Bram: Personally I love nature and for some people the lava tubes won’t be important because they just have a different set of priorities. Our priorities is such though that we have been custodians for over a hundred years of this incredible natural wonder – and they’re important because there’s nowhere else on earth that you can where there is lava tubes of this age. You go to Hawaii for example, there’s lava tubes being created on a daily basis

Ben: Now explain how a lava tube is created because and these tubes that you’re talking aren’t little holes.

Bram: No, no, these are average about eighteen meters high – so about sixty feet. Twenty five meters wide on average, they do they are bit smaller and they are a bit larger than that as well.

Ben: So two hundred thousand years ago.

Bram: Yes. So two hundred thousand years ago we had three natural elements in our region that were in almost perfect balance. We had a volcano with a huge amount of lava, we had an ancient landscape which had river systems in it, and we had a gently sloping landscape – and these three elements are really important. So, when our volcano erupted, over fifteen hundred square kilometres of country was covered by the lava from this volcano. The main volume of lava channeled in the ancient riverbeds and as it started to cool and harden in the rivers it did so from the outside in. So, where it touched the ground, on the walls and floor, of the river bed, that lava tube started to form. The air started to cool the top of the lava flowing, and a crust or skin forms on the top and as that skin gets thicker and thicker the heat underneath supports the skin. And the skin becomes solid the walls and floor become solid – and the thicker the outside of the lava tube gets, the more it locks the heat inside the tube and that keeps the liquid inside very fluid. And because of the gently undulating country, it allows it to gravity feed through this pipe it’s created until the volcano stops erupting and it just drains at the end leaving a hollow pipe behind under the ground.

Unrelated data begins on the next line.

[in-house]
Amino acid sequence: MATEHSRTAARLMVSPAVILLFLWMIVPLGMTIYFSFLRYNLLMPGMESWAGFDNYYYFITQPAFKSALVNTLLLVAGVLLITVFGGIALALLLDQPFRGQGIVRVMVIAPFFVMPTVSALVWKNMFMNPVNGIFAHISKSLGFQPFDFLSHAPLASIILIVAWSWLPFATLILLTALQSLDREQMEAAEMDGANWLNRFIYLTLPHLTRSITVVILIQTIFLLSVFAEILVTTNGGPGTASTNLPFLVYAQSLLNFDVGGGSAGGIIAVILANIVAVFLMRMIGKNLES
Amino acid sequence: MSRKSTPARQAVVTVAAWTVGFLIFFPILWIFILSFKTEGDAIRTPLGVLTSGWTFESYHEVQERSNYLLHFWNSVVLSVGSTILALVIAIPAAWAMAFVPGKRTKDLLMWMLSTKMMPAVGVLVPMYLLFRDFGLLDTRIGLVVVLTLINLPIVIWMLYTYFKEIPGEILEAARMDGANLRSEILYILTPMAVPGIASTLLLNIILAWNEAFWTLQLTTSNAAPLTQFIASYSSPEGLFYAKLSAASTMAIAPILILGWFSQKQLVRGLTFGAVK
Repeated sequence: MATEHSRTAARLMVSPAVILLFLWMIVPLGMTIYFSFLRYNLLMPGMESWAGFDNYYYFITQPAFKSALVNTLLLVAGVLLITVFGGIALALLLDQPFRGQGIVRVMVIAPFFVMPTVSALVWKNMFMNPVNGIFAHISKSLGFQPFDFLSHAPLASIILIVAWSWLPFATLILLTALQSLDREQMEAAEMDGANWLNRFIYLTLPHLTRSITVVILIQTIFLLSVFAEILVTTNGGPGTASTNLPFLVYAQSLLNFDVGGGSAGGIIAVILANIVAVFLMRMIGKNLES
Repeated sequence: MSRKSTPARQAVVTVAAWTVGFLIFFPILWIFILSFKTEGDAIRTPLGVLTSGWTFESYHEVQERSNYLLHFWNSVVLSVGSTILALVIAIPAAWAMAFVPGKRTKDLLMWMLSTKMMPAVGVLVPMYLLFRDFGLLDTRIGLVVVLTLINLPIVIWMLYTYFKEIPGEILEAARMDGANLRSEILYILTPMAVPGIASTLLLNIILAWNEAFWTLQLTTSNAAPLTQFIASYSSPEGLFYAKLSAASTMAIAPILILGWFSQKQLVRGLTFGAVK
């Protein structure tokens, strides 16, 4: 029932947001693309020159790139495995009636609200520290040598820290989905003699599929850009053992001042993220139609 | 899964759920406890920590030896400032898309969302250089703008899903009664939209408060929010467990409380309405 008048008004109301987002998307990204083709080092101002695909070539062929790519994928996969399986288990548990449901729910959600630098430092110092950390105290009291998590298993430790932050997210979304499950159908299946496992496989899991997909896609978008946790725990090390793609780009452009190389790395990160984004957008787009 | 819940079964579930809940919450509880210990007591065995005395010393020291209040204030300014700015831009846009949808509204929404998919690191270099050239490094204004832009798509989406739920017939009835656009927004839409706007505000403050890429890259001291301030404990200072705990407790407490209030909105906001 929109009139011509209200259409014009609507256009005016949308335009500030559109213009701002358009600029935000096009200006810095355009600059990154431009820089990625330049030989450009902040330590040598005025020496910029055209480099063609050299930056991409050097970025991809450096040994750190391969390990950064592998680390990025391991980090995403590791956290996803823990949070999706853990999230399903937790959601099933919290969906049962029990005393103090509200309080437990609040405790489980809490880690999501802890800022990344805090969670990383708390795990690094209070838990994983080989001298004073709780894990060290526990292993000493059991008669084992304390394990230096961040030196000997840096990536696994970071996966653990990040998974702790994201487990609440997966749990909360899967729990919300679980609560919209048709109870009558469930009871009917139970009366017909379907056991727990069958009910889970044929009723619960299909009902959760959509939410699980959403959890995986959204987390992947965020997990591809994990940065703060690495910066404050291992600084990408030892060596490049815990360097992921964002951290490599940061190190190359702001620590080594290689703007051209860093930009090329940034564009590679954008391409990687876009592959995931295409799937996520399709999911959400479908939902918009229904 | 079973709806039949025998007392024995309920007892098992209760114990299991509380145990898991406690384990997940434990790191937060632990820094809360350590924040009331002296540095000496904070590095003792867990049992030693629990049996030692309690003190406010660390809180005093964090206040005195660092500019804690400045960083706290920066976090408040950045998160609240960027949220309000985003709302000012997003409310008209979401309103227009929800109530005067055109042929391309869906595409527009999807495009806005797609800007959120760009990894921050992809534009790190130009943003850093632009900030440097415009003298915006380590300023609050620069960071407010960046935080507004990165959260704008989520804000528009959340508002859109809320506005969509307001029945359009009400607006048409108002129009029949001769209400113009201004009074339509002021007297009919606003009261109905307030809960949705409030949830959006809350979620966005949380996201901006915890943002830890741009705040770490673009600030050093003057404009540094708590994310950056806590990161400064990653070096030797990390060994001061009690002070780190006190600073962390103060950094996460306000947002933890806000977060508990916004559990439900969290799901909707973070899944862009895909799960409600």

Ben: For you going out to the property and doing what you do now it must give you a wonderful sense of satisfaction. Are you called to do this? Do you think is it a calling?

Bram: I really enjoy working with people I’m somebody who enjoys people. I enjoy entertaining, I enjoyed telling the story, and I enjoy creating it is as life like as I can for people to experience. And when you come to Undara you, the first thing you’ll notice is just how natural everything is. It’s not it’s not a Hollywood production of what we think the outback is. It’s just the bushes naturally as possible and it’s so simple and for a lot of people who grow up in the city you never experience stuff like that in. So many internationals come to Undara and have their first genuine wild life experience. Because there is kangaroos, wallabies, and wallaroos and kookaburras and and bird life that they don’t see. Normally it’s because we’ve kept the bushes natural as we possibly can. And life is as simple as it was on the station where we do a bush breakfast, for example, and you cook your own toast over the fire, and the billy tea and your brewed coffee on the fire.

Ben: I love that

Bram: It is outstanding.

Ben: But do you find that people from the city – the simple things in life, do you think when they come up here do they find it hard to adjust? Does it take them a few days?